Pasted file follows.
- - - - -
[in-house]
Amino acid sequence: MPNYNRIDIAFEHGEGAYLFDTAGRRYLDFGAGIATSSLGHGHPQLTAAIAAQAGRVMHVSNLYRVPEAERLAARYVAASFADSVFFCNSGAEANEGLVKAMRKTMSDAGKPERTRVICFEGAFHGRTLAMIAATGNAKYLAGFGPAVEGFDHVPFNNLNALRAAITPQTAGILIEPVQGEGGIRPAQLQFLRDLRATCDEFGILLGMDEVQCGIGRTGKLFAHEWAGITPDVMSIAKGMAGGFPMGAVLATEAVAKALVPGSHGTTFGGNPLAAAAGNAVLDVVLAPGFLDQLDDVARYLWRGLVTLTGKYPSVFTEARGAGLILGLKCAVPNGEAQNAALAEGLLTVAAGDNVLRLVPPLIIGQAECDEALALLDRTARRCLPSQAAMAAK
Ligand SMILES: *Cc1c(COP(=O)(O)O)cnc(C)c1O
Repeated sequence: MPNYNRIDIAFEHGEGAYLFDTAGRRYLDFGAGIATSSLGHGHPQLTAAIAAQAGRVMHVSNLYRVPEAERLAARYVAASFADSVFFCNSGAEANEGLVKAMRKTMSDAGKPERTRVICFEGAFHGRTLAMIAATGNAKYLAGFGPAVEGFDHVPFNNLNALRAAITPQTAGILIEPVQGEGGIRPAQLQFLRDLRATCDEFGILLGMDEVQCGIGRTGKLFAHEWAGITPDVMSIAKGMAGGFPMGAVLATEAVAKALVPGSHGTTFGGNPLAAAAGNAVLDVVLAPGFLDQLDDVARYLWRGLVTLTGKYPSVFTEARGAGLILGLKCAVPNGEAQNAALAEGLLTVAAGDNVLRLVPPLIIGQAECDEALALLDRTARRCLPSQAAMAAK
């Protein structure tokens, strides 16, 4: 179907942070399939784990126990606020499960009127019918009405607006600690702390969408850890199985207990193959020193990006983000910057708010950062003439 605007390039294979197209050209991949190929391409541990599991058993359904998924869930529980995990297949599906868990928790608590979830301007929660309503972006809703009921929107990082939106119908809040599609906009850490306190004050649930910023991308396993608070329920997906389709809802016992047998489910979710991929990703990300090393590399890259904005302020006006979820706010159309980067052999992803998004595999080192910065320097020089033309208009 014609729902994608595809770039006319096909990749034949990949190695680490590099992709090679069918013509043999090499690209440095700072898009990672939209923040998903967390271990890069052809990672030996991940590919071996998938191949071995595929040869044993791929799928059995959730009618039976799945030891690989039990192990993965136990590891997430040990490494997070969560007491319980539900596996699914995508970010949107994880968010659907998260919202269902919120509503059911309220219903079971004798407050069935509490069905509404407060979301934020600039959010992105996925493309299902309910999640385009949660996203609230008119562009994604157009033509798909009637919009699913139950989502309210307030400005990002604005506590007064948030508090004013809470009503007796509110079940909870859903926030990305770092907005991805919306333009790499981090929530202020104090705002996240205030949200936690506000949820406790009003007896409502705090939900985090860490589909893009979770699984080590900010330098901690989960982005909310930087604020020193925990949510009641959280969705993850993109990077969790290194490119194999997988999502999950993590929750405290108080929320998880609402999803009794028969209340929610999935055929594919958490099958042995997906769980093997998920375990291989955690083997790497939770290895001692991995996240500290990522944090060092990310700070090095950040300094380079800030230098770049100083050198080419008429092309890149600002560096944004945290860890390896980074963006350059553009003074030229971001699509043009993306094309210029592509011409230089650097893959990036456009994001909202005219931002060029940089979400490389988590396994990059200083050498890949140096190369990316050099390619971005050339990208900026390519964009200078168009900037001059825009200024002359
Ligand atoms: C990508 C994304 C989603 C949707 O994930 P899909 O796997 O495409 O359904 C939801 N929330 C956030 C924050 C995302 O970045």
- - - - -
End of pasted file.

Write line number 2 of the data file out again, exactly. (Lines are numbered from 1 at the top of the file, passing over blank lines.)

Amino acid sequence: MPNYNRIDIAFEHGEGAYLFDTAGRRYLDFGAGIATSSLGHGHPQLTAAIAAQAGRVMHVSNLYRVPEAERLAARYVAASFADSVFFCNSGAEANEGLVKAMRKTMSDAGKPERTRVICFEGAFHGRTLAMIAATGNAKYLAGFGPAVEGFDHVPFNNLNALRAAITPQTAGILIEPVQGEGGIRPAQLQFLRDLRATCDEFGILLGMDEVQCGIGRTGKLFAHEWAGITPDVMSIAKGMAGGFPMGAVLATEAVAKALVPGSHGTTFGGNPLAAAAGNAVLDVVLAPGFLDQLDDVARYLWRGLVTLTGKYPSVFTEARGAGLILGLKCAVPNGEAQNAALAEGLLTVAAGDNVLRLVPPLIIGQAECDEALALLDRTARRCLPSQAAMAAK